Since May is National Preservation Month, the peak travel season is upon us, and we're nearing the month of June when I took my thir...

Strahov Monastery: The Power of Place in Mozart History and Heritage

Since May is National Preservation Month, the peak travel season is upon us, and we're nearing the month of June when I took my third and most recent trip to Prague, I thought it was a good time to recognize an historic place I visited there associated with the history of W.A. Mozart: The Strahov Monastery. It's a case study in the power of place regarding Mozart's history and heritage.

Architectural phenomenology is the proper term, a newer field of study introduced to me by my twin sister Sheryl with whom I recently collaborated on a related project in popular music, The Surf Speaks: Voices of a Living History. It frames the broader topic of audiences and their role in the preservation and relevance of music landmarks. And how emotional attachments to place and associated feelings of musical and environmental nostalgia motivate and sustain their efforts (heritage tourism, etc). 

Our research caught the attention of cultural sociologists at Griffith University, a top research institution in Australia, and is being published this year in a new book, entitled Remembering Popular Music's Past: Memory, Heritage, History. The edited collection will be published by Anthem Press, a leading independent publisher of innovative academic research, educational material and reference works in established and emerging fields. I certainly look forward to applying what I've learned to the places where Mozart visited, lived and performed.

The Strahov Monastery is the oldest Premonstratensian monastery in Bohemia. The organ in The Basilica of Assumption of Our Lady at the monastery was one of many organs played by Mozart during his lifetime. He indulged when visiting the city in the autumn of 1787 for the premiere of his opera, Don Giovanni. He was accompanied to the monastery by his friend, the celebrated opera singer Josepha Duschek. Josepha and her husband Franz, a renowned composer and musician, lived at the Villa Bertramka where Mozart was their house guest.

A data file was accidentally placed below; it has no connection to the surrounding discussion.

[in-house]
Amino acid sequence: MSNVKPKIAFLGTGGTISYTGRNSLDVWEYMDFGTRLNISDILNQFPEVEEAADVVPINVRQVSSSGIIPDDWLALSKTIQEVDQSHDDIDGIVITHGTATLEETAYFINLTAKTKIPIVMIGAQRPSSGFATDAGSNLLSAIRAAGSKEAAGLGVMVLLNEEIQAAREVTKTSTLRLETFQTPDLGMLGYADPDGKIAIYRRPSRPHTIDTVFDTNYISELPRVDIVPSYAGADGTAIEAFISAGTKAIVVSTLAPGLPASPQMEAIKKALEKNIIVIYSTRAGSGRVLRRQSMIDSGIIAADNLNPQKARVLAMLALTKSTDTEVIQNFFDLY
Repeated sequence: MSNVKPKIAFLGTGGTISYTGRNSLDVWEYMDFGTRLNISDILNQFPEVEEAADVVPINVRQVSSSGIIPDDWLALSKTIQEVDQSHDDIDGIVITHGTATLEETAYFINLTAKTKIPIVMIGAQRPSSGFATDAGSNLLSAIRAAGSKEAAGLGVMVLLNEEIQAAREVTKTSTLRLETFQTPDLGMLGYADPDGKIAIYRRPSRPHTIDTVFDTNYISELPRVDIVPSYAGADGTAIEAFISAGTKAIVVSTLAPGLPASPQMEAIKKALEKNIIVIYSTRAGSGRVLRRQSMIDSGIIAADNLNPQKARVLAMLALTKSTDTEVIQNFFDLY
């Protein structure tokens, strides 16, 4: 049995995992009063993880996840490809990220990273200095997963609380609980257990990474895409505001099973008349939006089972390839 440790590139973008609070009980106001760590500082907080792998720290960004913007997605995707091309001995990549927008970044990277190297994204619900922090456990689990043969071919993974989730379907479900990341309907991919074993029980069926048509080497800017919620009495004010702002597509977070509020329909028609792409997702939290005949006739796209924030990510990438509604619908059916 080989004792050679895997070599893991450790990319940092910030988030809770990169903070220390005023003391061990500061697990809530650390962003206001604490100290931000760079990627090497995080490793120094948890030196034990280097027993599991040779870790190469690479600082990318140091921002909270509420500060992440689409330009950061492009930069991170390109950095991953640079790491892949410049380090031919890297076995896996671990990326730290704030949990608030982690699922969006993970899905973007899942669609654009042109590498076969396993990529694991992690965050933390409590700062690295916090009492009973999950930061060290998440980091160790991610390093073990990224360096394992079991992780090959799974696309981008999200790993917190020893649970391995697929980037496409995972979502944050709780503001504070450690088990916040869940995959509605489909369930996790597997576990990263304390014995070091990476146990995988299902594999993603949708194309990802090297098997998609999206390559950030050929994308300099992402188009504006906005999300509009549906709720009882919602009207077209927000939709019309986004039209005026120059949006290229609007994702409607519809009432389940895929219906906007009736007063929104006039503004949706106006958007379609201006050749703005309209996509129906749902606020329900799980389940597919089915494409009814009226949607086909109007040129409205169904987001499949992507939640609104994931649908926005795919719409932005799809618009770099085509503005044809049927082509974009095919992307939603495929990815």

The following photo of the organ loft is from the official website:

The monastery's organ was, and still remains, a much admired instrument. The organ Mozart would have played on was replaced in 1900 (source). But it still has its original Baroque casing and the architectural and acoustical footprint of the Basilica remain intact. Its overall environs are authentic to the period.

Our Mozart Society of America conference group attended a service there complete with organ music. To sightread and sing along with the program was an experience I'll never forget. To grasp an idea of its beauty, watch Strahov Monastery Organist Vladimir Roubal perform on the instrument earlier this year. 

The following are photos I took during our visit. Interior photography wasn't permitted.

Norbert Lehmann, the monastery's organist at the time of Mozart's visit, had written a sketch of his improvisation shortly after their encounter. It was preserved and later cataloged as KV. 528a. Listen! It's described in the Neue Mozart-Ausgabe (New Mozart Edition) as the following: 

Fragmentary Postscript of an Organ Improvisation by Mozart. Allegedly from the Strahov Monastery, Autumn 1787. The authenticity of this piece is doubtful (Original German: Fragmentarische Nachschrift einer Orgelimprovisation Mozarts. Entstanden angeblich Kloster Strahov, Herbst 1787. Die Echtheit dieses Stueckes ist zweifelhaft). 

Although the improvisational sketch is "doubtful" to scholars (Lehmann himself says he was distracted when writing it) and may not be accurate to the note, it's still documentary evidence of Mozart's visit.  Lehmann provided an account in 1818 at the request of Mozart's first biographer, Franz Xaver Niemetschek. Although written decades later, where you might expect some romanticized retrospect, it's still valuable in its rarity and detail as to how Mozart improvised, selected registers, used pedals, etc.

It's never desirable for historical integrity to be compromised in any manner, whether it be documents, artifacts or buildings. But vulnerability in human recollection and the replacement of artifacts and architectural elements are inevitable over time. Still, none of this breaks our bond to an historic place. Somewhere between the extant architecture, documentary evidence and our willing imagination, we find ourselves in the midst of living history in continuum. 

We're motivated by what I mentioned previously: emotional attachments to place and associated feelings of musical and environmental nostalgiaArchitectural phenomenology is about the power of place, of suggestion (filling in the blanks to create a narrative) and of subject. We want to be there because Mozart was there. It's that simple. And this artist-audience attachment is vital to the preservation of Mozart's history and heritage. Protecting and nourishing that relationship is a shared responsibility of our guardianship as a community of professionals and admirers.